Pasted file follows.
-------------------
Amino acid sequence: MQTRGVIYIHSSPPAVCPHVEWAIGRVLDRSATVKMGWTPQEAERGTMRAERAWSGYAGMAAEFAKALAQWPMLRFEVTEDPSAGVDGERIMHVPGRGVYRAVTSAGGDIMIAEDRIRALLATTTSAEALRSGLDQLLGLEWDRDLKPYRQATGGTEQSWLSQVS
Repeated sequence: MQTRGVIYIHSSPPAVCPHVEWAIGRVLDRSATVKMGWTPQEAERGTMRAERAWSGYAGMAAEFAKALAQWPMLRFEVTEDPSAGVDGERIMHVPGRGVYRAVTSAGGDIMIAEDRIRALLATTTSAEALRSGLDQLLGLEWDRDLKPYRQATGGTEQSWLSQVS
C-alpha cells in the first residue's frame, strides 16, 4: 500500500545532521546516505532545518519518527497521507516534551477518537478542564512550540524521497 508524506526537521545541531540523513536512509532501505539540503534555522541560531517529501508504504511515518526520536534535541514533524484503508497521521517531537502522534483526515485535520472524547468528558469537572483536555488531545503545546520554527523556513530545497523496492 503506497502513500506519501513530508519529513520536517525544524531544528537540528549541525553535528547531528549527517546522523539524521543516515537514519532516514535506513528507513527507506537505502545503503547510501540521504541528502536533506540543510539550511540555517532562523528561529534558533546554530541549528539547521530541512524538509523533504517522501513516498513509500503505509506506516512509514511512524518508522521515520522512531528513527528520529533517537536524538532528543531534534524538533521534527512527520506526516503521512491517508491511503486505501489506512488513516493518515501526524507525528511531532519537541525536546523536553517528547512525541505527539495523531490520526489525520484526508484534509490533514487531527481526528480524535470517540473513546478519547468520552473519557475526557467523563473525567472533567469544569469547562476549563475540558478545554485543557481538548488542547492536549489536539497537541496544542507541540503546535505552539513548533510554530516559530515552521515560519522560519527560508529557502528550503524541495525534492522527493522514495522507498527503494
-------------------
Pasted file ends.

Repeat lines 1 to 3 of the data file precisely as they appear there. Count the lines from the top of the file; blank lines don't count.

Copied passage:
Amino acid sequence: MQTRGVIYIHSSPPAVCPHVEWAIGRVLDRSATVKMGWTPQEAERGTMRAERAWSGYAGMAAEFAKALAQWPMLRFEVTEDPSAGVDGERIMHVPGRGVYRAVTSAGGDIMIAEDRIRALLATTTSAEALRSGLDQLLGLEWDRDLKPYRQATGGTEQSWLSQVS
Repeated sequence: MQTRGVIYIHSSPPAVCPHVEWAIGRVLDRSATVKMGWTPQEAERGTMRAERAWSGYAGMAAEFAKALAQWPMLRFEVTEDPSAGVDGERIMHVPGRGVYRAVTSAGGDIMIAEDRIRALLATTTSAEALRSGLDQLLGLEWDRDLKPYRQATGGTEQSWLSQVS
C-alpha cells in the first residue's frame, strides 16, 4: 500500500545532521546516505532545518519518527497521507516534551477518537478542564512550540524521497 508524506526537521545541531540523513536512509532501505539540503534555522541560531517529501508504504511515518526520536534535541514533524484503508497521521517531537502522534483526515485535520472524547468528558469537572483536555488531545503545546520554527523556513530545497523496492 503506497502513500506519501513530508519529513520536517525544524531544528537540528549541525553535528547531528549527517546522523539524521543516515537514519532516514535506513528507513527507506537505502545503503547510501540521504541528502536533506540543510539550511540555517532562523528561529534558533546554530541549528539547521530541512524538509523533504517522501513516498513509500503505509506506516512509514511512524518508522521515520522512531528513527528520529533517537536524538532528543531534534524538533521534527512527520506526516503521512491517508491511503486505501489506512488513516493518515501526524507525528511531532519537541525536546523536553517528547512525541505527539495523531490520526489525520484526508484534509490533514487531527481526528480524535470517540473513546478519547468520552473519557475526557467523563473525567472533567469544569469547562476549563475540558478545554485543557481538548488542547492536549489536539497537541496544542507541540503546535505552539513548533510554530516559530515552521515560519522560519527560508529557502528550503524541495525534492522527493522514495522507498527503494